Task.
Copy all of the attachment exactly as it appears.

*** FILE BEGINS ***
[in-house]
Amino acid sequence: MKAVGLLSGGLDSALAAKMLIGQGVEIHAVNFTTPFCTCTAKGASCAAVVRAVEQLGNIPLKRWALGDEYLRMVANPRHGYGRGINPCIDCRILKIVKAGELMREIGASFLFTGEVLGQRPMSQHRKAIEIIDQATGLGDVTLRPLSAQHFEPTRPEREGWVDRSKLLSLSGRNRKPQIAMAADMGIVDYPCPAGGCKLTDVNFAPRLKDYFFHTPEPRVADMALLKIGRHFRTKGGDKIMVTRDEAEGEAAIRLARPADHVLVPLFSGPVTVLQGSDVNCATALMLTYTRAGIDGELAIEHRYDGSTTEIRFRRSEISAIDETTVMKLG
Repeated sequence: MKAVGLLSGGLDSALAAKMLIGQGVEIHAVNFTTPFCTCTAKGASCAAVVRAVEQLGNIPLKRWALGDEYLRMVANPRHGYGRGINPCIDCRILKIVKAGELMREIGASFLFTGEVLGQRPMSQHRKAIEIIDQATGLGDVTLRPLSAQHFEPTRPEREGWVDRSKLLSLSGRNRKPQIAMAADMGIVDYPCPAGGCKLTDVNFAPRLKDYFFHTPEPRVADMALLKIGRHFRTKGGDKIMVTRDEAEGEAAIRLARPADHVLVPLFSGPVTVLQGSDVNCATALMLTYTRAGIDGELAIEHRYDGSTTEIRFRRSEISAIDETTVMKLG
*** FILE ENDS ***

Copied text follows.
[in-house]
Amino acid sequence: MKAVGLLSGGLDSALAAKMLIGQGVEIHAVNFTTPFCTCTAKGASCAAVVRAVEQLGNIPLKRWALGDEYLRMVANPRHGYGRGINPCIDCRILKIVKAGELMREIGASFLFTGEVLGQRPMSQHRKAIEIIDQATGLGDVTLRPLSAQHFEPTRPEREGWVDRSKLLSLSGRNRKPQIAMAADMGIVDYPCPAGGCKLTDVNFAPRLKDYFFHTPEPRVADMALLKIGRHFRTKGGDKIMVTRDEAEGEAAIRLARPADHVLVPLFSGPVTVLQGSDVNCATALMLTYTRAGIDGELAIEHRYDGSTTEIRFRRSEISAIDETTVMKLG
Repeated sequence: MKAVGLLSGGLDSALAAKMLIGQGVEIHAVNFTTPFCTCTAKGASCAAVVRAVEQLGNIPLKRWALGDEYLRMVANPRHGYGRGINPCIDCRILKIVKAGELMREIGASFLFTGEVLGQRPMSQHRKAIEIIDQATGLGDVTLRPLSAQHFEPTRPEREGWVDRSKLLSLSGRNRKPQIAMAADMGIVDYPCPAGGCKLTDVNFAPRLKDYFFHTPEPRVADMALLKIGRHFRTKGGDKIMVTRDEAEGEAAIRLARPADHVLVPLFSGPVTVLQGSDVNCATALMLTYTRAGIDGELAIEHRYDGSTTEIRFRRSEISAIDETTVMKLG